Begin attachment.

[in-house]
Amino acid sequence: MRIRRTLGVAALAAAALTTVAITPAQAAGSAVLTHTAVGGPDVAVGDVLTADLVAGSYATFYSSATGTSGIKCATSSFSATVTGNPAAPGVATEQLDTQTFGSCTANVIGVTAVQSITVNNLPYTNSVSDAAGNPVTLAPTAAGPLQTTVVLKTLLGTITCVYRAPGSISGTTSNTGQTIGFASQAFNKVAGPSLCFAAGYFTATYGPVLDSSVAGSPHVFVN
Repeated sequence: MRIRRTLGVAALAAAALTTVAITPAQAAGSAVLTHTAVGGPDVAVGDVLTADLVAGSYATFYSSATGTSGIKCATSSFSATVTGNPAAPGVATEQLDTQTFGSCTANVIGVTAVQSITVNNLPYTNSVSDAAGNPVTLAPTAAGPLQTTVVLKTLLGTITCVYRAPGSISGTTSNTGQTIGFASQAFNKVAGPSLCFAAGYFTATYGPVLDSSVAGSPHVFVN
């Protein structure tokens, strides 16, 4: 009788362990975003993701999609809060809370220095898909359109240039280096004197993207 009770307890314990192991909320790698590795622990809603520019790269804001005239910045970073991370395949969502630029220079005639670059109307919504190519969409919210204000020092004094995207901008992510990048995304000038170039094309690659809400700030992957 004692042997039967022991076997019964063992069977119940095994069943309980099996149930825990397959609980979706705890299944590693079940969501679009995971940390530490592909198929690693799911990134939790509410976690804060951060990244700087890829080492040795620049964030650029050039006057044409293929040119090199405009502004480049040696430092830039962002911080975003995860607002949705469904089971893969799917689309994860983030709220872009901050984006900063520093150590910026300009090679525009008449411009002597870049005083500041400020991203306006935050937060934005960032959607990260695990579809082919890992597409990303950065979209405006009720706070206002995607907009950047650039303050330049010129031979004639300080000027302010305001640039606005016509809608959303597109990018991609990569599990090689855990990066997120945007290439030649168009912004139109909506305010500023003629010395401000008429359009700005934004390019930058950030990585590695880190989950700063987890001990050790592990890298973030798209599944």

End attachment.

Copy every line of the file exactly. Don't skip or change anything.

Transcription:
[in-house]
Amino acid sequence: MRIRRTLGVAALAAAALTTVAITPAQAAGSAVLTHTAVGGPDVAVGDVLTADLVAGSYATFYSSATGTSGIKCATSSFSATVTGNPAAPGVATEQLDTQTFGSCTANVIGVTAVQSITVNNLPYTNSVSDAAGNPVTLAPTAAGPLQTTVVLKTLLGTITCVYRAPGSISGTTSNTGQTIGFASQAFNKVAGPSLCFAAGYFTATYGPVLDSSVAGSPHVFVN
Repeated sequence: MRIRRTLGVAALAAAALTTVAITPAQAAGSAVLTHTAVGGPDVAVGDVLTADLVAGSYATFYSSATGTSGIKCATSSFSATVTGNPAAPGVATEQLDTQTFGSCTANVIGVTAVQSITVNNLPYTNSVSDAAGNPVTLAPTAAGPLQTTVVLKTLLGTITCVYRAPGSISGTTSNTGQTIGFASQAFNKVAGPSLCFAAGYFTATYGPVLDSSVAGSPHVFVN
């Protein structure tokens, strides 16, 4: 009788362990975003993701999609809060809370220095898909359109240039280096004197993207 009770307890314990192991909320790698590795622990809603520019790269804001005239910045970073991370395949969502630029220079005639670059109307919504190519969409919210204000020092004094995207901008992510990048995304000038170039094309690659809400700030992957 004692042997039967022991076997019964063992069977119940095994069943309980099996149930825990397959609980979706705890299944590693079940969501679009995971940390530490592909198929690693799911990134939790509410976690804060951060990244700087890829080492040795620049964030650029050039006057044409293929040119090199405009502004480049040696430092830039962002911080975003995860607002949705469904089971893969799917689309994860983030709220872009901050984006900063520093150590910026300009090679525009008449411009002597870049005083500041400020991203306006935050937060934005960032959607990260695990579809082919890992597409990303950065979209405006009720706070206002995607907009950047650039303050330049010129031979004639300080000027302010305001640039606005016509809608959303597109990018991609990569599990090689855990990066997120945007290439030649168009912004139109909506305010500023003629010395401000008429359009700005934004390019930058950030990585590695880190989950700063987890001990050790592990890298973030798209599944």